The purpose of this essay is to give the reader an insight into the educational theories of Socrates. It is rather difficult to gain any information from first hand written accounts of Socrates work as he hardly ever took down notes and the only accounts that have stood the test of time are those that were documented by Plato, a student of Socrates. In actual fact most of what we know is from later people such as Aristophanes, Xenophen, Plato and Aristotle. These accounts are what have been formulated into Socrates theories. This poses some questions as to whether the theories that have been accredited to the man himself were actually his or rather a second hand interpretation from those that came after.
Born in Athens in 469 B.C and thought to have born into a working class family. It is not documented what his father did for a living but the general opinion is that he was a stonemason and his mother was believed to have been a midwife. Socrates fought for Athens in the Peloponnesian war sometimes participating in the politics that ensued after the war had finished. He married and raised one child with his wife but it is thought that he had another two children with his second wife. It was after this that he started to develop his thoughts and theories. He began to question what knowledge was, how it was acquired and what made humans different from animals in their learning and education (see appendix 1). Socrates believed in the individual learning capabilities of his students. By asking them continual questions he would never lead them to an answer but rather enable them to find the answer that they sought themselves. Only by clearing the mind of prior formed ideas could the student have the space and depth to examine the question and find an answer. He “felt that life is not worth living unless you examine your life to know whom you are, what you believe, and what you want to become. To know yourself should be a major undertaking in your life. If a person is happy simply to exist, then what is the point of life?” (Love to know Corporation 2011) This can be considered similar to the Humanistic approach to learning and the works of Rogers self-initiated learning and Maslow with his theory of self-actualisation where the emphasis on learning is laid with the individual and those directly around them. Likewise the work of Magaluzzi and his Reggio Emilia schools who believe that “Instead of us teaching the children using a slow and boring step-by-step process, we try to let them begin and solve complex problems on their own” (Achtner, W. 1994) can be seen as similar to the theories of Socrates. Socrates accepted that he knew little and only by accepting what an individual didn’t know could they then be educated “The goals of education are to know what you can; and, even more importantly, to know what you do not know” (Burgess, B 2008) He despised those who sought out knowledge just to appear more intelligent than others. To him becoming a good and truthful person was a product of learning and fed the soul. Lies and evil occurred through ignorance and would prevent one from becoming a good and wise individual. Education was a fluid process for Socrates and he would teach at any given opportunity or when a student would ask a question but never laid a charge on them. This could be in a field or on an open street. He believed that open spaces with plants and beautiful buildings were more conducive to learning and that being close to nature enabled clearer thinking of his students. This is very similar to the beliefs of Maria Montessori and that “The environment has to be ready and beautiful for the child that it invites them to work. Their play is their work and they are still enjoying it. The adult’s role then is to construct their environment in which they will learn. The development of the child is dependent therefore on the environment he is in, and the environment includes the parents” (Daily...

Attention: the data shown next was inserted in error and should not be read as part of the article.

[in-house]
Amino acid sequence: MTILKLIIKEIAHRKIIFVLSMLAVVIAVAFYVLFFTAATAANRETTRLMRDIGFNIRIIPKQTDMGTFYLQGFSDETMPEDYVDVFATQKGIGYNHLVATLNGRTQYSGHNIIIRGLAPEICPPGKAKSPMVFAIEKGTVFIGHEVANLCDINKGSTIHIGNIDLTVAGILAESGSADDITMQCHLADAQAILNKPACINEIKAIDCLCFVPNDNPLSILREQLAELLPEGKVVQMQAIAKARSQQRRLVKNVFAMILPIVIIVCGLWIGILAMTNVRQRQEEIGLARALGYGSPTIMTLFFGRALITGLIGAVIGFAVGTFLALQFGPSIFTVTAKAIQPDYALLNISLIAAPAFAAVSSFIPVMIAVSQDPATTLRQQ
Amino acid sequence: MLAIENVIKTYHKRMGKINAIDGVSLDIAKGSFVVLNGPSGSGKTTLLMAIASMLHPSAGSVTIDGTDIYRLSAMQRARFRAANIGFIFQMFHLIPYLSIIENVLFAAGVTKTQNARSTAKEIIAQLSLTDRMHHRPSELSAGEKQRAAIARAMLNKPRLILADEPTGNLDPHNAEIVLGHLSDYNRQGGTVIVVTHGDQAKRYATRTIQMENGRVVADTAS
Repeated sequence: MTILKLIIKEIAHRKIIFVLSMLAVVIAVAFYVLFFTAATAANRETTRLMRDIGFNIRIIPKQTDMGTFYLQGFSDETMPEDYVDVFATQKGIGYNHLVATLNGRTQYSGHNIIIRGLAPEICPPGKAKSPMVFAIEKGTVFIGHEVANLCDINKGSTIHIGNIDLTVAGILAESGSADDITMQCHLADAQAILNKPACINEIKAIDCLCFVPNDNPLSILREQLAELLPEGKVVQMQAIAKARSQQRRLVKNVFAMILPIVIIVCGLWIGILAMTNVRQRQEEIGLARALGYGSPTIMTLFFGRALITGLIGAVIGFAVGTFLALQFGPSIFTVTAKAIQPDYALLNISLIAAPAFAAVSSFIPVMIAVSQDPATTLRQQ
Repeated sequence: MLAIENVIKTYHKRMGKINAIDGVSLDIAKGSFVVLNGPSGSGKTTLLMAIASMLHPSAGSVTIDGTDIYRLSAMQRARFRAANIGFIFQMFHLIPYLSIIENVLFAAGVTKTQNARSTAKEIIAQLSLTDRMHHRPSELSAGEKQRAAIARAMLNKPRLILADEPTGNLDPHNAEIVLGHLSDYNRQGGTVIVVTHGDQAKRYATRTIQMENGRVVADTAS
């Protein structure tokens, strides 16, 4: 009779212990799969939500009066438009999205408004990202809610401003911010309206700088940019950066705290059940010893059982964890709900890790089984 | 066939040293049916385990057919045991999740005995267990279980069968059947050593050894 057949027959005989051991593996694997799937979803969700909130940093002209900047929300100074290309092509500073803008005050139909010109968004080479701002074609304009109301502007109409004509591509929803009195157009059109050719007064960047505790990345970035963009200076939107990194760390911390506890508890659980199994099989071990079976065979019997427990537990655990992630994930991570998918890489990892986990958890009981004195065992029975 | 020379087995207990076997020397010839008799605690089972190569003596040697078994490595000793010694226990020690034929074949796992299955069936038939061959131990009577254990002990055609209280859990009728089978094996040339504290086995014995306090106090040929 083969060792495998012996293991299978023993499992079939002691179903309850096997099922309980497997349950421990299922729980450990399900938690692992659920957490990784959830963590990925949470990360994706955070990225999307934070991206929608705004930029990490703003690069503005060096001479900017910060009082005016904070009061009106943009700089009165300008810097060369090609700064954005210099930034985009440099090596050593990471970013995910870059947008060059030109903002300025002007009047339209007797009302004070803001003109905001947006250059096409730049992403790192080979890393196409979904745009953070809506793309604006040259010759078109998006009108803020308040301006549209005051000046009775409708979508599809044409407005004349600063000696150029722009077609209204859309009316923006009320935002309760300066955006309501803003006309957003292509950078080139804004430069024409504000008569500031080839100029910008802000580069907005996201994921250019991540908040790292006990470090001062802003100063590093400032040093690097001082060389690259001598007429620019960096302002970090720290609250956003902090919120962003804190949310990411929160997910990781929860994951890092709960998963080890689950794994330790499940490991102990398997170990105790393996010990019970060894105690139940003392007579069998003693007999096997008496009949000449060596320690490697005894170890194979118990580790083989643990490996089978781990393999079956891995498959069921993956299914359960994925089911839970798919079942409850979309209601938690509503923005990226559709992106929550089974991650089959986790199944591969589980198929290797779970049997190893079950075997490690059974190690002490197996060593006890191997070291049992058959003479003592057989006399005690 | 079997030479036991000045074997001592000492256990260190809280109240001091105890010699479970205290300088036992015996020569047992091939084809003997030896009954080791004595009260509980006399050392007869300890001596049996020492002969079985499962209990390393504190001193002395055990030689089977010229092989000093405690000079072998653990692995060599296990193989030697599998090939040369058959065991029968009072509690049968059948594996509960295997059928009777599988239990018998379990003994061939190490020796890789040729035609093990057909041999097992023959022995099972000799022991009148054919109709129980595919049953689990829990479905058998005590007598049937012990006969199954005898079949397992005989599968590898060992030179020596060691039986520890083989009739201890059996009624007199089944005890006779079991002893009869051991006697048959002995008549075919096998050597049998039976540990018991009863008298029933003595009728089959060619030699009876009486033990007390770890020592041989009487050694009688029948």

References: Burgess, B. (2008). The Educational Theory of Socrates. Available: http://www.newfoundations.com/GALLERY/Socrates.html. Last accessed 20th Feb 2011.
Daily Montessori. (2009). Montessori Theory. Available: http://www.dailymontessori.com/montessori-theory/. Last accessed 22nd Feb 2011.
ACHTNER, W. (1994). Obituary: Loris Malaguzzi. Available: http://www.independent.co.uk/news/people/obituary-loris-malaguzzi-1367204.html. Last accessed 22nd Feb 2011.
Love To Know Corporation. (2011). The Socratic Method and Doctrine. Available: http://www.2020site.org/socrates/method.html. Last accessed 22nd Feb 2011
"The Suicide of Socrates, 399 BC," EyeWitness to History, www.eyewitnesstohistory.com (2003)
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